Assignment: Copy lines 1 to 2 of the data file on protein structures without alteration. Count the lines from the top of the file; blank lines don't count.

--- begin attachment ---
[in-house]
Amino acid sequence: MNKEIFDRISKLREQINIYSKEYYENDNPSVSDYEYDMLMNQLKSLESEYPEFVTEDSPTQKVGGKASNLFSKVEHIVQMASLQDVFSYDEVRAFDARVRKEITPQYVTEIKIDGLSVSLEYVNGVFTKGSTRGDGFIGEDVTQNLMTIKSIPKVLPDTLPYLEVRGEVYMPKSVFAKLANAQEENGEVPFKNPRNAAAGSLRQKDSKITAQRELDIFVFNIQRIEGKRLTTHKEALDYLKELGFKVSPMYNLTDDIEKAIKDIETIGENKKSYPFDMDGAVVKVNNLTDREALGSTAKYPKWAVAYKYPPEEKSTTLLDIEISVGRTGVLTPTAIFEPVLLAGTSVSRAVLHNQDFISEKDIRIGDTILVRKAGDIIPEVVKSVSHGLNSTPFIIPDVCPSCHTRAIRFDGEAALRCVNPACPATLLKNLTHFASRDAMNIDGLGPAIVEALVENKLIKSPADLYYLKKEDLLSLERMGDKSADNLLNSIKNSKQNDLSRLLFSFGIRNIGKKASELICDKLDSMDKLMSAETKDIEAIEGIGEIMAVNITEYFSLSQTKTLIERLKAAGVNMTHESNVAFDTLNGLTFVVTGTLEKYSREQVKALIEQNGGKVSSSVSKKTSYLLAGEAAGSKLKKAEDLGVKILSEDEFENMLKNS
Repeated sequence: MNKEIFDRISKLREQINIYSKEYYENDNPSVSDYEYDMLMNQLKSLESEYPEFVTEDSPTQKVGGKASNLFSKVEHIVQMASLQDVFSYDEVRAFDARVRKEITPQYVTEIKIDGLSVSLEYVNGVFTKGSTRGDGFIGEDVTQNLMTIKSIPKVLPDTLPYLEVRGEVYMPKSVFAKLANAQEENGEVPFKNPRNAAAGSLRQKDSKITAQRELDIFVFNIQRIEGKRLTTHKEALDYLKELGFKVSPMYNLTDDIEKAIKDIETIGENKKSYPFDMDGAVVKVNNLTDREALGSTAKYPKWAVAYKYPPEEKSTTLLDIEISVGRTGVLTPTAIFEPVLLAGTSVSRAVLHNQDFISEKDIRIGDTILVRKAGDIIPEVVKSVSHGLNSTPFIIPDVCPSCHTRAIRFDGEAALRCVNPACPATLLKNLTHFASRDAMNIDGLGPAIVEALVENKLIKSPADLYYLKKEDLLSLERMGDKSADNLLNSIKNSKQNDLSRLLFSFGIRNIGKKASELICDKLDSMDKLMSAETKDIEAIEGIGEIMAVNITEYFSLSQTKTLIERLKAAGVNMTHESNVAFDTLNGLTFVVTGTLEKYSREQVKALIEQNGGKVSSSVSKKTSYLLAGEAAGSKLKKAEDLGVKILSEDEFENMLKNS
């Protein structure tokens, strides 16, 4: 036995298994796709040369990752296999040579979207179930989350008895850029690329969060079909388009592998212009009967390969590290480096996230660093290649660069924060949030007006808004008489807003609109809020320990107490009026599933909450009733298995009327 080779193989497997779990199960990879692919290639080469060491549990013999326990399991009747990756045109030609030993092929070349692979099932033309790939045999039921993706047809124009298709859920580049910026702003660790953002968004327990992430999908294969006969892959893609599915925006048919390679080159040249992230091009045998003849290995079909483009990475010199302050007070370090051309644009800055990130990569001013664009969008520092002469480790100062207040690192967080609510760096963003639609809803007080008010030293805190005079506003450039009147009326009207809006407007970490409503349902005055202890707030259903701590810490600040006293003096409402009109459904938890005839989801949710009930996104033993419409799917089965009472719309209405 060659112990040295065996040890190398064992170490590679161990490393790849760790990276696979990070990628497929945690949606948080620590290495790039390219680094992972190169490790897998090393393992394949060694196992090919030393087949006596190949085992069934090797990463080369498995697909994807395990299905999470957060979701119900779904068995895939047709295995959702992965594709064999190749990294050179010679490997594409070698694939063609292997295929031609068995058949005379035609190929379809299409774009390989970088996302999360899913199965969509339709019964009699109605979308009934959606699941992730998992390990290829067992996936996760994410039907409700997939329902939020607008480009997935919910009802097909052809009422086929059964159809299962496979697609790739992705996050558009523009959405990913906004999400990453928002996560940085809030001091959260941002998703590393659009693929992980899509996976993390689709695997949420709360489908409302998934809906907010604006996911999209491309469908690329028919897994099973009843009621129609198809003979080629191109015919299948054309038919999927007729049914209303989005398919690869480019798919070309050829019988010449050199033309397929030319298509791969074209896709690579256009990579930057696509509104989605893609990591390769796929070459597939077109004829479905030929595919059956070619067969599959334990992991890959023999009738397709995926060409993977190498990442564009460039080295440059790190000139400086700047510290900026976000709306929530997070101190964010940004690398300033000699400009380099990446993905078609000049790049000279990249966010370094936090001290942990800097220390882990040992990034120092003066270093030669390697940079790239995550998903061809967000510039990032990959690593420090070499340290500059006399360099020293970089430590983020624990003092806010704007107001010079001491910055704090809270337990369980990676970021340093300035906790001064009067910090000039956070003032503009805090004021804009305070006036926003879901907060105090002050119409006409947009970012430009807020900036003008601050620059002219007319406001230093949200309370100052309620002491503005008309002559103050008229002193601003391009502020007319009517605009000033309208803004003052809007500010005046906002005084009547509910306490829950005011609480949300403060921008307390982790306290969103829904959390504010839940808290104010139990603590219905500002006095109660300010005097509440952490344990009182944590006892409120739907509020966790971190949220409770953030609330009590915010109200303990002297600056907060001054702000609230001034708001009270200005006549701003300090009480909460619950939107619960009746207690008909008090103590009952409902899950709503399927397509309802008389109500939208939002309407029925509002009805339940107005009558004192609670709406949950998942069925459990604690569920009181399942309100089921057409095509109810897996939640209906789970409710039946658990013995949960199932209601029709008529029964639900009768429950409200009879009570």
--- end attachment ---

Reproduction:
[in-house]
Amino acid sequence: MNKEIFDRISKLREQINIYSKEYYENDNPSVSDYEYDMLMNQLKSLESEYPEFVTEDSPTQKVGGKASNLFSKVEHIVQMASLQDVFSYDEVRAFDARVRKEITPQYVTEIKIDGLSVSLEYVNGVFTKGSTRGDGFIGEDVTQNLMTIKSIPKVLPDTLPYLEVRGEVYMPKSVFAKLANAQEENGEVPFKNPRNAAAGSLRQKDSKITAQRELDIFVFNIQRIEGKRLTTHKEALDYLKELGFKVSPMYNLTDDIEKAIKDIETIGENKKSYPFDMDGAVVKVNNLTDREALGSTAKYPKWAVAYKYPPEEKSTTLLDIEISVGRTGVLTPTAIFEPVLLAGTSVSRAVLHNQDFISEKDIRIGDTILVRKAGDIIPEVVKSVSHGLNSTPFIIPDVCPSCHTRAIRFDGEAALRCVNPACPATLLKNLTHFASRDAMNIDGLGPAIVEALVENKLIKSPADLYYLKKEDLLSLERMGDKSADNLLNSIKNSKQNDLSRLLFSFGIRNIGKKASELICDKLDSMDKLMSAETKDIEAIEGIGEIMAVNITEYFSLSQTKTLIERLKAAGVNMTHESNVAFDTLNGLTFVVTGTLEKYSREQVKALIEQNGGKVSSSVSKKTSYLLAGEAAGSKLKKAEDLGVKILSEDEFENMLKNS